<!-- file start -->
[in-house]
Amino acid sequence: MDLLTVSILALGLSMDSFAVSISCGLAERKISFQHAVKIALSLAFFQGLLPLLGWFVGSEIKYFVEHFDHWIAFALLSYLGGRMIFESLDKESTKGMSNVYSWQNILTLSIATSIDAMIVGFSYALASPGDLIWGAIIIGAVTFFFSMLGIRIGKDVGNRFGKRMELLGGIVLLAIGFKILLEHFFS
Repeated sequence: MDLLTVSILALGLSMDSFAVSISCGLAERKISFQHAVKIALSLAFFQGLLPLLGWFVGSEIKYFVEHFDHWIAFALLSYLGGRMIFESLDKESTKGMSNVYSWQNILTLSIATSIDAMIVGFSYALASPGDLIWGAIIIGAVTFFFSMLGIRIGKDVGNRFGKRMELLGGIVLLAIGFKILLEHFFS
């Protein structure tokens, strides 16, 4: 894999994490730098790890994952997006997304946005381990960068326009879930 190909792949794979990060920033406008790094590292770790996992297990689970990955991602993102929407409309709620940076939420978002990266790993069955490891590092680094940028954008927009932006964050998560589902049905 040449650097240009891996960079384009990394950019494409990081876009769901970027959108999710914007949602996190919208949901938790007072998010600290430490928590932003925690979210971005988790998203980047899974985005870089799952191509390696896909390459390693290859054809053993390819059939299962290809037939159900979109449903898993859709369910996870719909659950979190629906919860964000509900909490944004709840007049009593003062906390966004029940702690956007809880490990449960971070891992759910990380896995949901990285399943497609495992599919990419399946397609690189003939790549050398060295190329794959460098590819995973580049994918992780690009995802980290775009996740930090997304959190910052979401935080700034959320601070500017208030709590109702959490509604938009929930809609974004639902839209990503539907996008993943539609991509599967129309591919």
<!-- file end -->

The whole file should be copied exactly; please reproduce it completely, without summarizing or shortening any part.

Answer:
[in-house]
Amino acid sequence: MDLLTVSILALGLSMDSFAVSISCGLAERKISFQHAVKIALSLAFFQGLLPLLGWFVGSEIKYFVEHFDHWIAFALLSYLGGRMIFESLDKESTKGMSNVYSWQNILTLSIATSIDAMIVGFSYALASPGDLIWGAIIIGAVTFFFSMLGIRIGKDVGNRFGKRMELLGGIVLLAIGFKILLEHFFS
Repeated sequence: MDLLTVSILALGLSMDSFAVSISCGLAERKISFQHAVKIALSLAFFQGLLPLLGWFVGSEIKYFVEHFDHWIAFALLSYLGGRMIFESLDKESTKGMSNVYSWQNILTLSIATSIDAMIVGFSYALASPGDLIWGAIIIGAVTFFFSMLGIRIGKDVGNRFGKRMELLGGIVLLAIGFKILLEHFFS
């Protein structure tokens, strides 16, 4: 894999994490730098790890994952997006997304946005381990960068326009879930 190909792949794979990060920033406008790094590292770790996992297990689970990955991602993102929407409309709620940076939420978002990266790993069955490891590092680094940028954008927009932006964050998560589902049905 040449650097240009891996960079384009990394950019494409990081876009769901970027959108999710914007949602996190919208949901938790007072998010600290430490928590932003925690979210971005988790998203980047899974985005870089799952191509390696896909390459390693290859054809053993390819059939299962290809037939159900979109449903898993859709369910996870719909659950979190629906919860964000509900909490944004709840007049009593003062906390966004029940702690956007809880490990449960971070891992759910990380896995949901990285399943497609495992599919990419399946397609690189003939790549050398060295190329794959460098590819995973580049994918992780690009995802980290775009996740930090997304959190910052979401935080700034959320601070500017208030709590109702959490509604938009929930809609974004639902839209990503539907996008993943539609991509599967129309591919």